The entertainment news world has been in a flurry with the recent sexual misconduct allegations against Harvey Weinstein, former co-chairman of The Weinstein Company, the ardent production powerhouse whose founders, Harvey and his brother, Bob, brought us the likes of Pulp Fiction, Se7en, Scream, and the Scary Movie franchise.
The groundbreaking revelations have caused a cataclysmic reaction from a plethora of Hollywood’s elite, but few have been as vocal as Scream alumna/social activist/all-around badass Rose McGowan, who sued Harvey Weinstein after an incident that was initiated at the Sundance Film Festival in 1997.
McGowan has taken to Twitter to post two anonymously sent email exchanges between her Machete co-star Lindsay Lohan and Lohan’s representatives that refer to the social misconduct of the relatively quieter Bob Weinstein. The emails reveal that Lohan, who recently voiced her controversial sympathy for Bob’s brother, Harvey, did not want to meet with Weinstein regarding a role in Scary Movie 5 opposite Charlie Sheen, a role she must’ve felt compelled to take on despite her apprehension.
In response to her agent relaying the message to meet Bob Weinstein for a meeting, Lohan replied:
“I am sorry, but I refuse to meet Bob Weinstein due to his recent actions, verbal & aggressive behavior @ the Grammercy Hotel. As we all know, I have NEVER, EVER wanted to do this picture. I have also, NEVER done anything in my life, personally and professionally for the money. I am doing my best to be respectful and make one thing clear, which is that I REFUSE to start selling myself out now. I am FAR TOO TALENTED, SMART, LOVING, AWARE, CHARISMATIC, AND SOMEWHAT PRETTY to be walked all over.”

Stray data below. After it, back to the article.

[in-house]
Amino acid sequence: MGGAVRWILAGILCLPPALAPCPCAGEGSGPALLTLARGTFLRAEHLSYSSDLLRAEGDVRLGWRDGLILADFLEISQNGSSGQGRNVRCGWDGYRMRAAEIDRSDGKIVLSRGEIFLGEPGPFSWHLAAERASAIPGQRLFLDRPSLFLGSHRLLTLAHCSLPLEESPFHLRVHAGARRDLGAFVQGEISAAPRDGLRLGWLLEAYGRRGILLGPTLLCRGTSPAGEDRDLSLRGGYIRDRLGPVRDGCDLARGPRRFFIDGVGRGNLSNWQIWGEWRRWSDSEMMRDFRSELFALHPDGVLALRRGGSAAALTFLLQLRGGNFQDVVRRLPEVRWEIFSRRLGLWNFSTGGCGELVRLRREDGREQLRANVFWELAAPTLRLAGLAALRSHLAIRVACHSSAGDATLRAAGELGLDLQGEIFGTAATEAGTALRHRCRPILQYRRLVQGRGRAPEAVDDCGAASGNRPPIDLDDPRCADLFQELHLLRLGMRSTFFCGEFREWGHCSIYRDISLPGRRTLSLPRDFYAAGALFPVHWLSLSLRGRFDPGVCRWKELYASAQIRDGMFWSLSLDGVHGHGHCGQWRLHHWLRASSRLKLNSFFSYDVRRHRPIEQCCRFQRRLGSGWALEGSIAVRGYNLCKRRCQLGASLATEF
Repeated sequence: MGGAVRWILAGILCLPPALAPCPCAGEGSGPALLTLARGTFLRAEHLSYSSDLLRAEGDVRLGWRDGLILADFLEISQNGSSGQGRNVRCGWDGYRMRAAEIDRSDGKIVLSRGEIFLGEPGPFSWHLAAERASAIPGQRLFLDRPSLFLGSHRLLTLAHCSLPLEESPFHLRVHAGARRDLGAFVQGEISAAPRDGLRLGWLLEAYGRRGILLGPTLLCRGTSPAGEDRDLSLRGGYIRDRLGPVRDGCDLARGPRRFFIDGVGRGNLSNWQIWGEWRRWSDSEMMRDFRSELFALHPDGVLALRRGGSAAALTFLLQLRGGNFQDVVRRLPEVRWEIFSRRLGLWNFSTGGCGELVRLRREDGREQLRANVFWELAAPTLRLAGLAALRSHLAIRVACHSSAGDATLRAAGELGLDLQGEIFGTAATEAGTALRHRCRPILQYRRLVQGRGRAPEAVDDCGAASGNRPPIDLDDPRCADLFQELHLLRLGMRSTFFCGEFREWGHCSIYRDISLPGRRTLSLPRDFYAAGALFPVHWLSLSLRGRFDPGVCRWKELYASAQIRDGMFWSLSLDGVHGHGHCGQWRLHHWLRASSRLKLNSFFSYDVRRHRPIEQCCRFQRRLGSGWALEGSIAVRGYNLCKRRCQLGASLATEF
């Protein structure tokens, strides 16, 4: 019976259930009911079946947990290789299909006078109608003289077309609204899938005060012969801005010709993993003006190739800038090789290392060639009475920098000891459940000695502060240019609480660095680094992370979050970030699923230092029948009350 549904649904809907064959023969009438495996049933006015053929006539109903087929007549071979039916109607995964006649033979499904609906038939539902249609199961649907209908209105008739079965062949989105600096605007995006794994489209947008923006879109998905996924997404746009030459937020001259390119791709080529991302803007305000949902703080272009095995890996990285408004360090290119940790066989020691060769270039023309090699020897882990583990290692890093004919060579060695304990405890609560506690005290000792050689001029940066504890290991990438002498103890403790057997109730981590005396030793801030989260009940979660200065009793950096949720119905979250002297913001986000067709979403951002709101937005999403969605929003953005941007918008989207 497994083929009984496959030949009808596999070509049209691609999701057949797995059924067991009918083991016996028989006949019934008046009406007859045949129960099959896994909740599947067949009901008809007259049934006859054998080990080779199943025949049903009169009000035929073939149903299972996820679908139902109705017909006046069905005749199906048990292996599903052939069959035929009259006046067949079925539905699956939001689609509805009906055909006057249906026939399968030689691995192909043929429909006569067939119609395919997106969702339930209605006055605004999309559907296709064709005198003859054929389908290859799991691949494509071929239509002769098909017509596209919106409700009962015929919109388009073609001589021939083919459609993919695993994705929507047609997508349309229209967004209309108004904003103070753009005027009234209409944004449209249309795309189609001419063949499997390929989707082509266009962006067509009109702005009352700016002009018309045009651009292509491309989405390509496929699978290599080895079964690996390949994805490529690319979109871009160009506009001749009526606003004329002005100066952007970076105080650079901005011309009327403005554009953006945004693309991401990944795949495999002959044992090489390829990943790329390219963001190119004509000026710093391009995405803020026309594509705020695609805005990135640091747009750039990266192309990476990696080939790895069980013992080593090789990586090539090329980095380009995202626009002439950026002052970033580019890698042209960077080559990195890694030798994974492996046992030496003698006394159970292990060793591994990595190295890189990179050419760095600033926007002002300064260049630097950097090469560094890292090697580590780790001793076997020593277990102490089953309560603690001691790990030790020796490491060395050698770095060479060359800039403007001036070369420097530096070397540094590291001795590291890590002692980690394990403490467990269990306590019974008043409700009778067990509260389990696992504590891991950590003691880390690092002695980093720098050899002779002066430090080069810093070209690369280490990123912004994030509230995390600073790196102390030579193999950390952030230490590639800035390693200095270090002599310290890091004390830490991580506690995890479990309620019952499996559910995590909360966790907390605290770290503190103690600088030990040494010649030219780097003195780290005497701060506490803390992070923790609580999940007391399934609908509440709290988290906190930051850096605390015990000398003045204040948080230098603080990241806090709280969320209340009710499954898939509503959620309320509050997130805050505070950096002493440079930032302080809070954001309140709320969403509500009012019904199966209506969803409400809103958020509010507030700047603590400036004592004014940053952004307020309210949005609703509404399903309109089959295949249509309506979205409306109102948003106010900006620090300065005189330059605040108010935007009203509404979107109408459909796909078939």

“NO on this movie. NO on me being called names. NO on me being over looked. NO on ANY of your clients taking any scripts that I can and will always perform better. And. NO MORE EXCUSES. I AM SICK OF IT.”
“NO more texting me at 4am from 1oak in NYC unless you can handle Bob Weinstein yourself. As well as Charlie Sheen.”
The tweets provide a sad look at the politics of Hollywood, as well an interesting insight into Lohan’s perspective of herself, an actress who is only too often negated and criticized (seriously, I Know Who Killed Me was not THAT bad). In response to the public’s damnation of Lohan and her Weinstein support, McGowan later posted, “Please go easy on Lindsay Lohan. Being a child actor turned sex symbol twists the brain in ways you can’t comprehend.”